Friday, December 16, 2016

Poppy, by Mary Hooper

Poppy is making her way as best she can in service to the wealthy De Vere family.  In the back of her mind, she harbors a secret fantasy that she and the De Vere’s youngest son might have the starting spark of a romance.  Given the class differences, this seems unlikely in the current climate.

But the Great War is changing things.  Much of the staff (and the family itself) is enlisting or finding ways to serve the War effort.
While the idea had never occurred to her, Poppy (urged by a former teacher) enrolls in the Voluntary Aid Detachment to serve as a nurse.  It’s hard work, but not so different from being a maid and she takes to it.  Meanwhile, Poppy can’t help but notice that the War is changing social relationships as well, and she dares to hope that it could make a romance with the De Vere boy possible.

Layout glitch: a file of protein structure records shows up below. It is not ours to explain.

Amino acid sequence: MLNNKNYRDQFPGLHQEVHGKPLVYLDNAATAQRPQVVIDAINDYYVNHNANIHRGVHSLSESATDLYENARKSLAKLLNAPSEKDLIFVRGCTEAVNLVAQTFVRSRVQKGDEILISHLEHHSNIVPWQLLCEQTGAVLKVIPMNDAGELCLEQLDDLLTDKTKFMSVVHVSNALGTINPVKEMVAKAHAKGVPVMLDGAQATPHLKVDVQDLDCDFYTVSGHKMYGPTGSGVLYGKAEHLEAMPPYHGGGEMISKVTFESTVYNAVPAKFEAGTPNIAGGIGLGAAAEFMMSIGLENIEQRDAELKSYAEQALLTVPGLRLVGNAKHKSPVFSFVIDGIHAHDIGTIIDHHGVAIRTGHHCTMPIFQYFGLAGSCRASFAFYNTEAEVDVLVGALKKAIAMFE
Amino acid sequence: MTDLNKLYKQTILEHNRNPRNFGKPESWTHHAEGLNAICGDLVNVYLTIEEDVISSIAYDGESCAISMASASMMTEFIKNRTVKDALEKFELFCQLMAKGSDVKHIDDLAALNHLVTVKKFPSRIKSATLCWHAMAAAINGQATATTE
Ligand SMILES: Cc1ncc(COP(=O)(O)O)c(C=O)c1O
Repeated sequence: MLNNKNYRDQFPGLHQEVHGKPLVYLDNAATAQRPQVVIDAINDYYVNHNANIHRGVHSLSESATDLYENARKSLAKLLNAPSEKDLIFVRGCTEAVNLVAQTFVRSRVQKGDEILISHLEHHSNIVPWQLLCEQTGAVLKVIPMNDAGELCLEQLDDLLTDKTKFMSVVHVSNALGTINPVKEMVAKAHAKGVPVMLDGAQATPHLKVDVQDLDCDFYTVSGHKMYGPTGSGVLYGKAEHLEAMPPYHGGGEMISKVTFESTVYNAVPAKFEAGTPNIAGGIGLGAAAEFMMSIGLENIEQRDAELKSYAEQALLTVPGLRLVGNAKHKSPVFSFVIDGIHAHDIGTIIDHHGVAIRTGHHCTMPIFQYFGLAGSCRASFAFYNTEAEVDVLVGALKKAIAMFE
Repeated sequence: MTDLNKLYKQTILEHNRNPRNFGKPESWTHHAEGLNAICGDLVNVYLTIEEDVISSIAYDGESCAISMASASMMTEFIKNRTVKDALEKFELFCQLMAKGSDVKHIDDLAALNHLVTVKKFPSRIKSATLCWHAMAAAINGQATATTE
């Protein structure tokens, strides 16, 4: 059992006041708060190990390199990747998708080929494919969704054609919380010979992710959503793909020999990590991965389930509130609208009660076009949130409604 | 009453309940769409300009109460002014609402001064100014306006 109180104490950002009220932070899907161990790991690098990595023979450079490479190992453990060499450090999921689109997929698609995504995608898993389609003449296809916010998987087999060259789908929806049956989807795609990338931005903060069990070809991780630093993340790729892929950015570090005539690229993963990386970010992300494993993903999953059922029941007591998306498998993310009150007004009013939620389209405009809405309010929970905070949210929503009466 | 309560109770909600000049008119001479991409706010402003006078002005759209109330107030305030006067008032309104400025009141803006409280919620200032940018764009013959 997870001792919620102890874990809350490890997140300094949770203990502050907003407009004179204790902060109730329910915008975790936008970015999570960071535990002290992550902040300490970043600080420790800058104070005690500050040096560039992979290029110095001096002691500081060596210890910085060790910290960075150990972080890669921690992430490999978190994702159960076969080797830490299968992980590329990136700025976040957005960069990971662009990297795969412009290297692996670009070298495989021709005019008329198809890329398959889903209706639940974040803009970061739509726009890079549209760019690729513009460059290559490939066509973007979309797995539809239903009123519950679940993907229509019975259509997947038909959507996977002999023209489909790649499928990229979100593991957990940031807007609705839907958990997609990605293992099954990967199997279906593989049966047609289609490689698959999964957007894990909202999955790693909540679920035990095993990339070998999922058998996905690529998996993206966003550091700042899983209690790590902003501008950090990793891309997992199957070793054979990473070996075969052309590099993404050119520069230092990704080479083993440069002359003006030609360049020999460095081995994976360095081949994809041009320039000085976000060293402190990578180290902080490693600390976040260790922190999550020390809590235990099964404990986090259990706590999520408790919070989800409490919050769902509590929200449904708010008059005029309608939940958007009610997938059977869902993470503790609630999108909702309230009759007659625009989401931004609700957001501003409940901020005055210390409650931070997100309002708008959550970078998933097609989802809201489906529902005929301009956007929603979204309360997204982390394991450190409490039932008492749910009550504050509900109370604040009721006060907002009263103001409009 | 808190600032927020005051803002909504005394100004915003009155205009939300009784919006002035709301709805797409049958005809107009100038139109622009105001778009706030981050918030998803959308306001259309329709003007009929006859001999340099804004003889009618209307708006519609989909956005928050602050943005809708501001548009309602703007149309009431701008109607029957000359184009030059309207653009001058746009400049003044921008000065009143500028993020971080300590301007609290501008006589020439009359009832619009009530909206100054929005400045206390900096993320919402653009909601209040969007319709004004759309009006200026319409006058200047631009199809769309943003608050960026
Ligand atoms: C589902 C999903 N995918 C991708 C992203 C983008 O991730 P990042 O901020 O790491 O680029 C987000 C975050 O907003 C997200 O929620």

A well-researched story of WW I by an established writer of historical YA.  With the general absence of family and the independence that wartime brings, the book doesn’t have much of a YA feel, but it proves fascinating nonetheless.  Unfortunately, I found the romantic angle the least effective part of the story.  It serves a purpose (providing a dramatic arc in an otherwise slow-paced novel) but it really doesn't go anywhere.  While apparently not in the original plan, this story really needs a sequel to tie up all of the loose ends (and so, a sequel there will be!).  Poppy’s life is just beginning.  This first novel is fascinating, but slow reading.

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